According To The Calculations, Earth Is Not As Habitable As We Think
Well, the results are in. Earth is not as habitable as we might think. The way scientists came about this was through their endless search for extraterrestrial life. And one good way to do that is knowing where to look. And to do that, they need to establish some parameters for where a planet needs to be and what other characteristics it has before it can be considered as habitable. And it might come as a surprise to many, but the number of potentially habitable planets that astronomers have spotted is rather low.
Now, maybe hey haven’t looked hard enough, or their criteria for selection is rather high. Now, according to their algorithm, even Earth, doesn’t rank at the top of their classification standards. For those of us who don’t really know what’s going on, it would seem that Earth would be considered the top of the tier and all other calculation would be based on that. But in reality, however, Earth has only scored an 82 percent in this habitability index.
Now, even though we’re certain that there’s life here on Earth, the numbers put us a bit too close to the Sun, and as a result, the hypothetical chances of life here are reduced.
“Basically, where we lose some of the probability or chance for life, is that we could be too close to the [Sun],” said astronomer Rory Barnes from the University of Washington. “We actually are kind of close to the inner edge of the habitable zone. If we spotted Earth with our current techniques, we would reasonably conclude that it could be too hot for life.”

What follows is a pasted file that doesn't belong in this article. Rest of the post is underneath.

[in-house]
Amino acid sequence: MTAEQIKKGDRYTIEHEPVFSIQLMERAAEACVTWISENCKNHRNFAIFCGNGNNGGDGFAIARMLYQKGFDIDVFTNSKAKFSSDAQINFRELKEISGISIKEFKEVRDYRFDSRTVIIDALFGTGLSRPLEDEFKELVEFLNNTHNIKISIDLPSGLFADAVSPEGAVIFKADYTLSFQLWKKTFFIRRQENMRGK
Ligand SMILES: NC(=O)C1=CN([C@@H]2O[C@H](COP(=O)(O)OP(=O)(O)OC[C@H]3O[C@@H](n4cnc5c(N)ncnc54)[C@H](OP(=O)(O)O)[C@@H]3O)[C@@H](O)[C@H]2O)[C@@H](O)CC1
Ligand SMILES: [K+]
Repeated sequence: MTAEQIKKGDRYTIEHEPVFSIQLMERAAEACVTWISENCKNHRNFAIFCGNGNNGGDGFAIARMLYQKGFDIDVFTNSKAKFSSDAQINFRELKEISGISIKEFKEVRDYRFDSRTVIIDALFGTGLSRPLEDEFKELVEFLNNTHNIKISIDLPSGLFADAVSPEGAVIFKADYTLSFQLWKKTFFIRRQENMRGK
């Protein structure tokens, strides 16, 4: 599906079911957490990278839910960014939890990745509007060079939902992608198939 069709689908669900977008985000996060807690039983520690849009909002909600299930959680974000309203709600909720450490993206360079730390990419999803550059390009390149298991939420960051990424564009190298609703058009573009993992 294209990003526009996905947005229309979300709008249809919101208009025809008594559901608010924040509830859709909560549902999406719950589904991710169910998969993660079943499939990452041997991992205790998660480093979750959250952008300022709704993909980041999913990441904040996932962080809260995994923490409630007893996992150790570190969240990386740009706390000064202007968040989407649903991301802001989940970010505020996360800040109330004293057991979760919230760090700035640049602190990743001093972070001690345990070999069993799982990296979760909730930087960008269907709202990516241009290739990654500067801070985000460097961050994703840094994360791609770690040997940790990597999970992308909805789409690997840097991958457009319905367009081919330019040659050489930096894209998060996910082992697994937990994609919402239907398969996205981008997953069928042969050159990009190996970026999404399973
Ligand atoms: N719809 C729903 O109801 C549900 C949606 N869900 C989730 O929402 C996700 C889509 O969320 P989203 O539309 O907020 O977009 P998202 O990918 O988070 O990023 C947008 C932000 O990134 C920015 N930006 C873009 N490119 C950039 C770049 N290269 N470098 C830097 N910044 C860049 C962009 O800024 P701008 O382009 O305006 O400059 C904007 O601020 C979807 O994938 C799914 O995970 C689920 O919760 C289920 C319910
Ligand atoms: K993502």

What is the Habitability Index?
To help look for potentially habitable planets, this index takes into account several factors such as the planet’s proximity from its parent star, its atmospheric pressure, water, geology, and the amount of energy it absorbs from the star. Now, as Rory Barnes said if an alien species were looking for other signs of life from far away, and it was looking at Earth, based on this index, it might consider our planet to be a bit too warm. They might instead look at Mars for signs of life since the Red Planet is a bit further away from the Sun.
“Remember, we have to think about Earth as if we don’t know anything about it,” said Barnes. “We don’t know that it’s got oceans, and whales and things like that – imagine it’s just this thing that dims some of the light around a nearby star when it passes.”